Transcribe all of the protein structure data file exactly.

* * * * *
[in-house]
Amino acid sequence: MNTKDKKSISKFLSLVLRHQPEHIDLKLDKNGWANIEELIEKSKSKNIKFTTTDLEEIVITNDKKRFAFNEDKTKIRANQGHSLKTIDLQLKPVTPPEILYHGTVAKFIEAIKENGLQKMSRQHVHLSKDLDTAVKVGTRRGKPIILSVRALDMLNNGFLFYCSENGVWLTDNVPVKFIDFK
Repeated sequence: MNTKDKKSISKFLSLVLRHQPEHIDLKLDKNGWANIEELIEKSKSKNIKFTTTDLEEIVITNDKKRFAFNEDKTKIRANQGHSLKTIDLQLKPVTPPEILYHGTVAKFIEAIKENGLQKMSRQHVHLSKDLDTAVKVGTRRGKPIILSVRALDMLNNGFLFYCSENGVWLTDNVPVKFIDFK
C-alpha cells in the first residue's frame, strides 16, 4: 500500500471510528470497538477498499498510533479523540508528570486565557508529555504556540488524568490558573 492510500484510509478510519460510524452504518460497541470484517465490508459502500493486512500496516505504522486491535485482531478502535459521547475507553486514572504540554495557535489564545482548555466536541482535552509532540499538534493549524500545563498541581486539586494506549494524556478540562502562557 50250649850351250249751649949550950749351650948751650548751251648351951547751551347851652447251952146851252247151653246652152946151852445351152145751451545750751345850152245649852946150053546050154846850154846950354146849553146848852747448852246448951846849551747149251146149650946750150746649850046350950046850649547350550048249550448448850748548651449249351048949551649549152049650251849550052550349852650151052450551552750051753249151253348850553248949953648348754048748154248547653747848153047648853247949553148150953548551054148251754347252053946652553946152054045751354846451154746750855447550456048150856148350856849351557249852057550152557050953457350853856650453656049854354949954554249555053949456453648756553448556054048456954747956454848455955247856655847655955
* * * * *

[in-house]
Amino acid sequence: MNTKDKKSISKFLSLVLRHQPEHIDLKLDKNGWANIEELIEKSKSKNIKFTTTDLEEIVITNDKKRFAFNEDKTKIRANQGHSLKTIDLQLKPVTPPEILYHGTVAKFIEAIKENGLQKMSRQHVHLSKDLDTAVKVGTRRGKPIILSVRALDMLNNGFLFYCSENGVWLTDNVPVKFIDFK
Repeated sequence: MNTKDKKSISKFLSLVLRHQPEHIDLKLDKNGWANIEELIEKSKSKNIKFTTTDLEEIVITNDKKRFAFNEDKTKIRANQGHSLKTIDLQLKPVTPPEILYHGTVAKFIEAIKENGLQKMSRQHVHLSKDLDTAVKVGTRRGKPIILSVRALDMLNNGFLFYCSENGVWLTDNVPVKFIDFK
C-alpha cells in the first residue's frame, strides 16, 4: 500500500471510528470497538477498499498510533479523540508528570486565557508529555504556540488524568490558573 492510500484510509478510519460510524452504518460497541470484517465490508459502500493486512500496516505504522486491535485482531478502535459521547475507553486514572504540554495557535489564545482548555466536541482535552509532540499538534493549524500545563498541581486539586494506549494524556478540562502562557 50250649850351250249751649949550950749351650948751650548751251648351951547751551347851652447251952146851252247151653246652152946151852445351152145751451545750751345850152245649852946150053546050154846850154846950354146849553146848852747448852246448951846849551747149251146149650946750150746649850046350950046850649547350550048249550448448850748548651449249351048949551649549152049650251849550052550349852650151052450551552750051753249151253348850553248949953648348754048748154248547653747848153047648853247949553148150953548551054148251754347252053946652553946152054045751354846451154746750855447550456048150856148350856849351557249852057550152557050953457350853856650453656049854354949954554249555053949456453648756553448556054048456954747956454848455955247856655847655955